Wait, wait, mum, I want you to watch!
I turned around to see a complicated series of structures that all fed into each other. A mixture of Lego and other random assortments I couldn’t quite place.
‘I just need to do this’, he said fiddling with some parts, ‘and then… oh. Never mind.’
The pieces he was holding snapped off their attachment and the long legs supporting it started to wobble.
‘I can never seem to get it to work when someone is watching.’
I empathized with him. It’s one thing to have it going on in the privacy of your own bubble but invite another set of eyes to the mix and the whole thing changes.
This phenomenon- the seeming inevitability of the wheels falling off in some way as soon as we hit record on the video or have an audience or even see someone faintly in the distance from ten miles away who potentially might glimpse what we are doing- changes things. It changes the energy we are dealing with and as a consequence, changes our ability to access the skills we have, ride with the same level of focus and maintain the same level of presence we might be able to when we are otherwise left to our own devices.
So, what’s up with that? Well, quite a lot as it turns out. Here’s a brief breakdown of what (might) be going on in your body, heart, and mind that can make having eyeballs on you so affect your performance.
1. The level of activation in your body increases
If you’ve been with me for any length of time, you will have heard me talk a lot about capacity. Capacity is the amount of energy or activation your nervous system can hold and still see you grounded and centred. Once this capacity is exceeded, then we move into what we would typically term a survival response.
Flight: We get anxious and just want to bolt.
Fight: We feel frustrated and cross and want to throw the whole thing in.
Freeze: We lose our ability to mobilise and take action
Think for a moment what it’s like to be the centre of attention, or to have someone want to take your photo, to receive a compliment. It creates energy, right? You can feel it in your body, an uprising of sorts. This is what I’m talking about when I talk about activation.
For many of us, this energy- regardless of its source- is problematic, and we immediately couple it together with thoughts of worry and concern. Situations like:
- Recording lessons or online tests
- Having photos taken
- Attending clinics and lessons
Create a level of activation in our system. If this exceeds our capacity- the ability we have to hold it- then we find ourselves spilling over to what is essentially a survival response and next minute, we can’t seem to coordinate our hands with our body or remember what our last name is.
Being out of your zone of “I’ve Got This” will do that to you.
2. It puts a strain on your working memory
Working memory is what allows your brain to not only focus on what is immediately in front of it but also block out information that doesn’t help our cause at that moment.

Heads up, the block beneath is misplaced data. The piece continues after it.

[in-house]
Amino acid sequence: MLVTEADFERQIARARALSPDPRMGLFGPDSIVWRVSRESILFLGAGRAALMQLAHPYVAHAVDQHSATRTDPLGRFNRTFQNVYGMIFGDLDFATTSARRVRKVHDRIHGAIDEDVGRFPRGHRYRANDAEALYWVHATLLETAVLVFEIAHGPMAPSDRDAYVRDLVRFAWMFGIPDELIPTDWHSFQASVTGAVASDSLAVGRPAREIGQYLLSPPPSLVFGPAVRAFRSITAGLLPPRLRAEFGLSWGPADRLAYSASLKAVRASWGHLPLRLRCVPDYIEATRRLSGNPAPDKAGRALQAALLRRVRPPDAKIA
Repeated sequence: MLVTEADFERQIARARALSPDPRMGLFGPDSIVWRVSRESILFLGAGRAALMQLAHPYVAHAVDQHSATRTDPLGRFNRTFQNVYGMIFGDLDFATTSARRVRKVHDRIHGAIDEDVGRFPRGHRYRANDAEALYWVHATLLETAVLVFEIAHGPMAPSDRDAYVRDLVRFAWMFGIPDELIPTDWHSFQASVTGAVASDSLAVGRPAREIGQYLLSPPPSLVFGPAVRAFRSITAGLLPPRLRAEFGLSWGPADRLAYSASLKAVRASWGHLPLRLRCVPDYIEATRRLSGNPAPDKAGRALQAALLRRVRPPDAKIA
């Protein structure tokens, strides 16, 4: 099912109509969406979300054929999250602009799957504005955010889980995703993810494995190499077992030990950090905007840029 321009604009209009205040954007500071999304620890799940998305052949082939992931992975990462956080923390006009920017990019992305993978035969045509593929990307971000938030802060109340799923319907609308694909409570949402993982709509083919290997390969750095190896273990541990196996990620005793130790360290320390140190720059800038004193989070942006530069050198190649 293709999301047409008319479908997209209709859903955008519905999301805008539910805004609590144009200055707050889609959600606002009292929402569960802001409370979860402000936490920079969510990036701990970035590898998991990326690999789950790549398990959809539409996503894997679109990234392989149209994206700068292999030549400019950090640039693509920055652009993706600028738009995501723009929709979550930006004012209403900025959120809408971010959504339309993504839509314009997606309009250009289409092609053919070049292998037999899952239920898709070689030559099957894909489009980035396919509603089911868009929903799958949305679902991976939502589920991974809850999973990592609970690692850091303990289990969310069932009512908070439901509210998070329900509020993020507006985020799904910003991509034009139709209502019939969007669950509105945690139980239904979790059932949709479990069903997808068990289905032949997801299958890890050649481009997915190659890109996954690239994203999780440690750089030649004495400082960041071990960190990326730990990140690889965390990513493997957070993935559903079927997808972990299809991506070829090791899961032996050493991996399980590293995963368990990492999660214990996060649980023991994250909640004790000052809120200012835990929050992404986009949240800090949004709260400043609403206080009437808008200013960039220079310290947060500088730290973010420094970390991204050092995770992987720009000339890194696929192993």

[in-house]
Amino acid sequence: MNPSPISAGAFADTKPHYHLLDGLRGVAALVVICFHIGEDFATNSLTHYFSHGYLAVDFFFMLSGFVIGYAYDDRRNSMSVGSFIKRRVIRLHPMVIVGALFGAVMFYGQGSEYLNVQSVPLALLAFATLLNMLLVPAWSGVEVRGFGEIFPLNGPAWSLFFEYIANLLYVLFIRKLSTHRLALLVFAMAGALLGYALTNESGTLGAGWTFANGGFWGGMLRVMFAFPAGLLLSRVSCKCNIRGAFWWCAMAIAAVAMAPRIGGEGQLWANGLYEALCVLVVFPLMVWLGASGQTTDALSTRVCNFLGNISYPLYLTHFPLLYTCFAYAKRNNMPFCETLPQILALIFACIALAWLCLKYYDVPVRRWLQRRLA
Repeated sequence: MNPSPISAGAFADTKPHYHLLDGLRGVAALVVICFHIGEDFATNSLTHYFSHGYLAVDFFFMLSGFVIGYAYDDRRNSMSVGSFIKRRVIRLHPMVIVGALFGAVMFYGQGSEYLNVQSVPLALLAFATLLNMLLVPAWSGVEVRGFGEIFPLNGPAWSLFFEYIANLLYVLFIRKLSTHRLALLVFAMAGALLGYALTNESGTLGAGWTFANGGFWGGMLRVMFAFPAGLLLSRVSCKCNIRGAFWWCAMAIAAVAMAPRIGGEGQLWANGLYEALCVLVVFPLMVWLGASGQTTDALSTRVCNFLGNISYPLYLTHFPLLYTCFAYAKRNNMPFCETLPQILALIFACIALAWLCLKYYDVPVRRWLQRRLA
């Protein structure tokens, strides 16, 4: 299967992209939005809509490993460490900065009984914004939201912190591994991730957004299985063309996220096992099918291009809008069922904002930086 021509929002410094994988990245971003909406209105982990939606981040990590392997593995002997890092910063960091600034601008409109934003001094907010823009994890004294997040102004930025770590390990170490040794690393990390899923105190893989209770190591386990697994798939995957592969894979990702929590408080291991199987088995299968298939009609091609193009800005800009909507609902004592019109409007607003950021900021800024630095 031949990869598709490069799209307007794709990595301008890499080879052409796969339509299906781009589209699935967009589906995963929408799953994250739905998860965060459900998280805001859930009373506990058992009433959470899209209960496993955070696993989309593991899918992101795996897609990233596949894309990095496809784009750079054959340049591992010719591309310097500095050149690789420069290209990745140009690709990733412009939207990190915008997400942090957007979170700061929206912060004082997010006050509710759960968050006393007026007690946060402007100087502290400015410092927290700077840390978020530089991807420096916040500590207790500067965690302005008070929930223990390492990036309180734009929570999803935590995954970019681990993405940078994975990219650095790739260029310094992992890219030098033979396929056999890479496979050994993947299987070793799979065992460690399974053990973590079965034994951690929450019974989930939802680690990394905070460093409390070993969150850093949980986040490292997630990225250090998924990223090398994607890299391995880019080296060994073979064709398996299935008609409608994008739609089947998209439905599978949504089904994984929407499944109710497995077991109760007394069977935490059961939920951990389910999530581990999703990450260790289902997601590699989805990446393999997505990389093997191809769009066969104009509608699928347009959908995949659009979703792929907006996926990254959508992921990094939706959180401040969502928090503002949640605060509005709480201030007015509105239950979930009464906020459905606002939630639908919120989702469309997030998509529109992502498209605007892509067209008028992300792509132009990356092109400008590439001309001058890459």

For instance, if you are riding your horse in the arena, working memory is what draws your focus in on what you are doing and makes you oblivious to what the neighbors are up to, or the fact that the dog is rolling in something smelly just over the fence.
Working memory, however, is finite. If you are receiving verbal input- such as instruction- or are busy having a conversation with yourself in your own mind- hello Itty Bitty Shitty Committee- you are taking up working memory.
When we have more input than normal that occupies our focus and our inner voice, it’s easy for working memory to go into overload. When this happens, we found ourselves unable to do things (like ride) in the way that we normally would. It can feel like a frustrating mystery, but really it isn’t.
It’s more like your hard drive has shut down and now you are finding yourself randomly punching the keyboard and holding CTRL-ALT-DELETE for 10 seconds hoping that you can reboot.
3. It’s a practice ground for taking up space
This might seem left field, but to my mind, it should be front and centre. So many of have problems taking up space and allowing ourselves to be seen. If you think about what it means to ride in front of someone- especially in a learning setting where your vulnerabilities are potentially going on display or a competition setting where the whole framework is one of ranking and comparison- unconsciously, that’s a lot to hold.
Many of us have become practiced at keeping ourselves small- and we may have done so for every good reason. Our past experience may have shown us that being visible, putting ourselves out there, and taking up all the space owed to us was not an option. The level of safety- whether that be real or perceived- has not afforded us that basic right.
If that is the case, we must train ourselves. We must train ourselves to connect to our backbone, to allow our body to occupy its full range of possibilities, and to step into a visceral feeling of “Here I am and I matter”.
Because you do.
So where do we go with this?
Here are some podcasts that expand on what I am talking about above:
And if you really want to get serious about this, JoyRide is what I’ve created to guide riders like you through the process of increasing capacity and doing what we need to in order to show up in the fullness of who we are for both life and riding. You can check that out here.